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Warmouth have holes in head?

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#41 Guest_Erica Lyons_*

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Posted 22 May 2014 - 12:48 PM

Does he get any food with vegetables in it? Fat and skinny is different than malnourished or not. Fat sailors still get scurvy.

#42 Guest_Vandee_*

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Posted 22 May 2014 - 01:05 PM

unless there are vegetables in those pellets then no

#43 Guest_centrarchid_*

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Posted 22 May 2014 - 01:21 PM

Most feeds (pelleted) are supplemented with Vitamin C with assumption it is required. IF feed is improperly stored or improperly manufactured then the Vitamin C and other nutrients may be degraded.

#44 Guest_Vandee_*

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Posted 22 May 2014 - 01:29 PM

Yeah I checked the label and it has vitamin C.

#45 Guest_Erica Lyons_*

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Posted 22 May 2014 - 01:29 PM

It might not be a bad idea to buy a few different pellets. If the fish is eating pellets, you might as well take advantage of that and give it a variety of them with different ingredients. If this were a nutrient deficiency, one of the pellets might have whatever vitamin is missing.
I am reminded of the House episode where a lack of Vitamin K caused blood clot problems and nearly killed a woman. And as centrarchid mentioned, lack of Vitamin C causes improper collagen processing and scurvy. Maybe there is something required for hexamita immune response the fish needs but is not getting in its diet? Or a vitamin necessary for hole structure maintenance? Hmm.

#46 Guest_Skipjack_*

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Posted 23 May 2014 - 01:39 PM

There's some different scenarios here that could result.
1. You simply change nothing and observe the fish, comparing photos of it over time.
a) If it is hole in the head, it'll start to look more like that oscar I linked a photo to on the previous page. If you start seeing differences in one photo to the next (larger and more numerous holes from one month to the next), start treating for hole in the head. In that case, it's pretty easy to treat it. The fish shouldn't die. I showed a photo of a really awful oscar one month later, very much recovered.
b) If it's not hole in the head and you don't change your habits, then no big deal. Photos of the fish two months from now will look the same as photos of the fish now. Same number of holes, same size. No new holes, no bigger holes.
2. You start doing something like buying activated carbon to bind potential poison molecules or start more frequent water changes
a) If it's not hole in the head. In this instance the fish wouldn't have gotten worse anyway and now you're doing more work, forever, with the threat being that if you stop your fish will get sick (when it won't, in this situation). The photos will reveal no change in hole size or number from one month to the next. Six months from now the holes are still there and the same size.
b) If it is hole in the head, treatment would result in the fish not getting any worse and these holes in its face will close up. Comparing photos of the fish taken now and taken a month and two months from now will show you if there's a difference.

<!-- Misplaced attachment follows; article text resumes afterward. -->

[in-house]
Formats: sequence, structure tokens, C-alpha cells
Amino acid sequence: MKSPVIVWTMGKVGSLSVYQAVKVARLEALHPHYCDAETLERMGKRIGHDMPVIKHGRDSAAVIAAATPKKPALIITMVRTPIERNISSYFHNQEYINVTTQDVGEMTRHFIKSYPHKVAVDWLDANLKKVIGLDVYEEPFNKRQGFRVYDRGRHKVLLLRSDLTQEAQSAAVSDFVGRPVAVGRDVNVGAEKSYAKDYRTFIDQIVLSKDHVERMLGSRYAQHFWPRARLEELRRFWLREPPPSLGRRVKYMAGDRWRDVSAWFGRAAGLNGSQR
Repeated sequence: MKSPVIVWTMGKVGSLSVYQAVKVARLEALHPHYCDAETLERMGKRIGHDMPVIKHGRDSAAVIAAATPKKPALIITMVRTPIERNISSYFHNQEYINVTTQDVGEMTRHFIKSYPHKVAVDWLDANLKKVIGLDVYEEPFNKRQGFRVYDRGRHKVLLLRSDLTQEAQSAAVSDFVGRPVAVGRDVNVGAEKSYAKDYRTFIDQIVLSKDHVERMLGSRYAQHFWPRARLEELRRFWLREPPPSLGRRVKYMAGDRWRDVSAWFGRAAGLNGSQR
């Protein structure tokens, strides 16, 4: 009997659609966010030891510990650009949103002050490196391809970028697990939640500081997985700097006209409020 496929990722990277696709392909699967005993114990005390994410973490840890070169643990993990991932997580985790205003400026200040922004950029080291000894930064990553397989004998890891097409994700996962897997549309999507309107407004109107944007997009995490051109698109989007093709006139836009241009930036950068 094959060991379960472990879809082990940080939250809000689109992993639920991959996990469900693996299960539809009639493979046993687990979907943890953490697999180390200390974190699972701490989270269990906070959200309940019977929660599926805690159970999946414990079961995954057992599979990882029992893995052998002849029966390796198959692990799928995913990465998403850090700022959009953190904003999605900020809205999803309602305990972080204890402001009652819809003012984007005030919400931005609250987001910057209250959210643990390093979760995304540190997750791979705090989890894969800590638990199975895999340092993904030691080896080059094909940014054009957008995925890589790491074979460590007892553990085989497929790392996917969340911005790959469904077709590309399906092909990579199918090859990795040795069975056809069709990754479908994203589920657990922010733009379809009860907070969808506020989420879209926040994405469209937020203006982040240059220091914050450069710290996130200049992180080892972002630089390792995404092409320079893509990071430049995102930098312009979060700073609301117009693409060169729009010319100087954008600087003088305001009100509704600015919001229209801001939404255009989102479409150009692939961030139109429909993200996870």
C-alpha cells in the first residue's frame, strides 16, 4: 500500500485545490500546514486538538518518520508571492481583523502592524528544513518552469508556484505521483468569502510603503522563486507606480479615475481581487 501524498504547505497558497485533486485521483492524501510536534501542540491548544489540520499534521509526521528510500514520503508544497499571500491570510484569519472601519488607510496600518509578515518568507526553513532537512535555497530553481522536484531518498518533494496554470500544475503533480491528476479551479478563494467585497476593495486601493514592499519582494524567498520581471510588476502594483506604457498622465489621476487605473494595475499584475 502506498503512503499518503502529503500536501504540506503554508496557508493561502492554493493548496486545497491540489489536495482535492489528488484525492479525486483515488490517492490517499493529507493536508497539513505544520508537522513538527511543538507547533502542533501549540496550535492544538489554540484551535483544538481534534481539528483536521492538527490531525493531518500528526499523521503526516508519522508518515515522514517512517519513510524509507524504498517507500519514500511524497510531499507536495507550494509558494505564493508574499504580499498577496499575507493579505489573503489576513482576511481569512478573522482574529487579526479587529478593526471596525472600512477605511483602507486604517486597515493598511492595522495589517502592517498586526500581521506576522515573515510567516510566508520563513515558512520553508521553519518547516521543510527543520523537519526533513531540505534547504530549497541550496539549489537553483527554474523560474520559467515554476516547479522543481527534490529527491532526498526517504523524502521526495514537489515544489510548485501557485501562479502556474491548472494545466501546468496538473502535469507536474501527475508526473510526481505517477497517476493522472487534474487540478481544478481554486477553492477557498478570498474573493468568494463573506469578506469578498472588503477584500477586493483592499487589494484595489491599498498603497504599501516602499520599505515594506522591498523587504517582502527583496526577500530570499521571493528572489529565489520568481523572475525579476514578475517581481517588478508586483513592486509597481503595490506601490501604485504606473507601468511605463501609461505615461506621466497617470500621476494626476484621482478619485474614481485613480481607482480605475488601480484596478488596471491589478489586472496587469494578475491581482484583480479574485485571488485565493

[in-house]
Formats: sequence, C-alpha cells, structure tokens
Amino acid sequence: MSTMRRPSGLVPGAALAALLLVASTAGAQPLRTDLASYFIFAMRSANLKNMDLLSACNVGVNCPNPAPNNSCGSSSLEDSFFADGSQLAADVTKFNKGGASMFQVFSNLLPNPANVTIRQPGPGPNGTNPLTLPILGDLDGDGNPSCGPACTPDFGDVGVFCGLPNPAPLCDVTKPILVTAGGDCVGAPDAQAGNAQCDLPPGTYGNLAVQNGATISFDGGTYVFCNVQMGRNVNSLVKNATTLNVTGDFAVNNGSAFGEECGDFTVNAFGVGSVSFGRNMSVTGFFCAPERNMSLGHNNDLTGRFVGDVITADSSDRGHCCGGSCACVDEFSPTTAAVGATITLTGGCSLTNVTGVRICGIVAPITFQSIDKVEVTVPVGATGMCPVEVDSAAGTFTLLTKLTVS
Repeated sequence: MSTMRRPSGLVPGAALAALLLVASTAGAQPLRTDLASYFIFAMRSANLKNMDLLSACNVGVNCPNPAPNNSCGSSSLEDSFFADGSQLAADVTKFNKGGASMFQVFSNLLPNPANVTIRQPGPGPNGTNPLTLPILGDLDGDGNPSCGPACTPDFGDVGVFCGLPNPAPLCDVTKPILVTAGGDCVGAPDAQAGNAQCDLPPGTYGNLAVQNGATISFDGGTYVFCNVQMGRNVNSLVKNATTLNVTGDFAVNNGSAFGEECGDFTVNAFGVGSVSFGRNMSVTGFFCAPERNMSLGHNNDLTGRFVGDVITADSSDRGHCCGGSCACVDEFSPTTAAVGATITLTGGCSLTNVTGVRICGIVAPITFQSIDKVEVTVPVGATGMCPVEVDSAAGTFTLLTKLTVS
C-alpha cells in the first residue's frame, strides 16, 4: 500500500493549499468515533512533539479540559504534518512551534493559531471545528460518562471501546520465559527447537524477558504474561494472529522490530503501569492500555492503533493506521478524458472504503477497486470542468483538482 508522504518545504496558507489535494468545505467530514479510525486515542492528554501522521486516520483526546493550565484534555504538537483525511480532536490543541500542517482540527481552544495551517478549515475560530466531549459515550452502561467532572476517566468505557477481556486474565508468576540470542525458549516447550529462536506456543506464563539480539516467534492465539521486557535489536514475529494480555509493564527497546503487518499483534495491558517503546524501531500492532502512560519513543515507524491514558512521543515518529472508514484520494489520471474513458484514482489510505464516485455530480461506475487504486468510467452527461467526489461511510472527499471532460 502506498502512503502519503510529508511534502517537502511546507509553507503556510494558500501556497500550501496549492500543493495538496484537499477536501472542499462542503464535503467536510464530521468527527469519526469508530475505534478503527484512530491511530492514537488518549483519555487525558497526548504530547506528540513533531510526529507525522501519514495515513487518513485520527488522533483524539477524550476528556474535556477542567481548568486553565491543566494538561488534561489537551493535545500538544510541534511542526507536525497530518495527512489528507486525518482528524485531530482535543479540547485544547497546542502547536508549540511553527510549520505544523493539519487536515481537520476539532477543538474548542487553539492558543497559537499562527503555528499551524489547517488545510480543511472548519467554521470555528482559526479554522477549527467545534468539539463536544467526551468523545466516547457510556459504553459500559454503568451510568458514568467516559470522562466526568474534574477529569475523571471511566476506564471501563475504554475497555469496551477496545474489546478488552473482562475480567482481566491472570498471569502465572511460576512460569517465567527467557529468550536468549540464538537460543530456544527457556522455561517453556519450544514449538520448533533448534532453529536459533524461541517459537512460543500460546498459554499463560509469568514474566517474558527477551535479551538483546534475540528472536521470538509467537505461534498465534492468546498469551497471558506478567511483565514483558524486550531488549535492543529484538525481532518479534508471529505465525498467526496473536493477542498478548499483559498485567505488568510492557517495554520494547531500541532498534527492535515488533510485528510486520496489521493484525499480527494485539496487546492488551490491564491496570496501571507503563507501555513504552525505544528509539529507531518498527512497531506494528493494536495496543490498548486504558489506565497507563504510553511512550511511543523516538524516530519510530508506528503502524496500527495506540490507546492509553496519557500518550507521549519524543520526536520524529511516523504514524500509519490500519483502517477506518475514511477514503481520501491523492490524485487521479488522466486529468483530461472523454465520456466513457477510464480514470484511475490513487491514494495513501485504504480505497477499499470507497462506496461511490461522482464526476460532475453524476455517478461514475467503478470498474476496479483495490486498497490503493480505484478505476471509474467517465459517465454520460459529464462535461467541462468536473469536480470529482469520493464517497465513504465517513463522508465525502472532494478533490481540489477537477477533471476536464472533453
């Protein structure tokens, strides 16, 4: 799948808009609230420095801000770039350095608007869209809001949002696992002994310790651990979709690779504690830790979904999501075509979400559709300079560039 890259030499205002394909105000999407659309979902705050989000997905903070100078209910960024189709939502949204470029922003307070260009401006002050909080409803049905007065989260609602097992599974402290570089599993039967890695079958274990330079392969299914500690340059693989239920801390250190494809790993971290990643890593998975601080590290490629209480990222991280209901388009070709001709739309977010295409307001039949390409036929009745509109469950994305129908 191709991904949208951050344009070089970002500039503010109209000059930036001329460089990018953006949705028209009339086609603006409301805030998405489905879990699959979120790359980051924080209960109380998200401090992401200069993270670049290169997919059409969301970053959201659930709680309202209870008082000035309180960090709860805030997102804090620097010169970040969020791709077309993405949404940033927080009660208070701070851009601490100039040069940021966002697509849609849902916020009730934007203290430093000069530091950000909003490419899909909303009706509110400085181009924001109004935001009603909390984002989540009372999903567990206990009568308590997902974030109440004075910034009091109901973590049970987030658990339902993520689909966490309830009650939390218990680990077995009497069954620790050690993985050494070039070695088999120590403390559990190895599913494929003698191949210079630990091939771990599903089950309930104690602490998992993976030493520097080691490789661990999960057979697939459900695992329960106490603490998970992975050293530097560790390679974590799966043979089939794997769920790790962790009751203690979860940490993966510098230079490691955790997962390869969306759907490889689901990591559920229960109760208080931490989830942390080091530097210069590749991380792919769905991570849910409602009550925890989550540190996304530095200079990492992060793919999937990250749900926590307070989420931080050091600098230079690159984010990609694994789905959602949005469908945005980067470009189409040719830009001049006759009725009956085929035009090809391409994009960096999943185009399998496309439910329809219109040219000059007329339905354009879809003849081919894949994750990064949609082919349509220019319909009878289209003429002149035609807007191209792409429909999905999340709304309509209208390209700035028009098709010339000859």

It's really up to you what you do.
I know what I personally would do. If I was already making 40% water changes every week, I'd buy a test kit and test my nitrate, expecting to see 10 to 30 ppm nitrate. Then upon seeing a low nitrate concentration, I wouldn't change anything. I'd compare photos of this warmouth to other warmouths and compare photos of this same warmouth to itself over time. I'd see if its holes in its head are bigger than other fish's or become bigger over time.

Here's a photo of a warmouth:
Posted Image

Is this stock photo of a sick warmouth? Is this a healthy warmouth? That is the question, and is why even if you do nothing, it's not a bad idea to compare photos of your own fish to itself now, one month from now, etc. If you do nothing else, you should make sure the holes in your fish's head stay the same number and the same size over time.

That warmouth has holes. The reason, or the origin? Maybe it is nothing and varies with populations. Or maybe this warmouth has the same syndrome?

#47 Guest_gerald_*

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Posted 23 May 2014 - 03:22 PM

Separate incurrent and excurrent nostrils (2 nostrils on each side) are normal for sunfish and many other families. The pair of larger shallow depressions higher up on the head between the eyes (are these supra-orbital pores?) look normal to me, covered with pigmented healthy skin. On Vandee's warmouth these depressions appears pale and enlarged, possibly from infection or other damage?

#48 littlen

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Posted 24 May 2014 - 12:20 PM

Gerald, I am in agreement with your assessment(s) in this topic.

I doubt you would want to try this treatment in your tank because of your plants. But if you have another tank you could move the fish in to, there is a good drug on the market called salt. Some swear by it. I would give it a try if you have the space to treat your fish elsewhere. Even a short bath in a bucket or 10 gallon might help. Certainly can't hurt it. That way you could do a higher concentration....say 10-15ppt for 10 minutes.
Nick L.

#49 Guest_Skipjack_*

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Posted 24 May 2014 - 12:29 PM

When doing salt dips, I have typically removed the fish when it falls on its side. Is this what others do?

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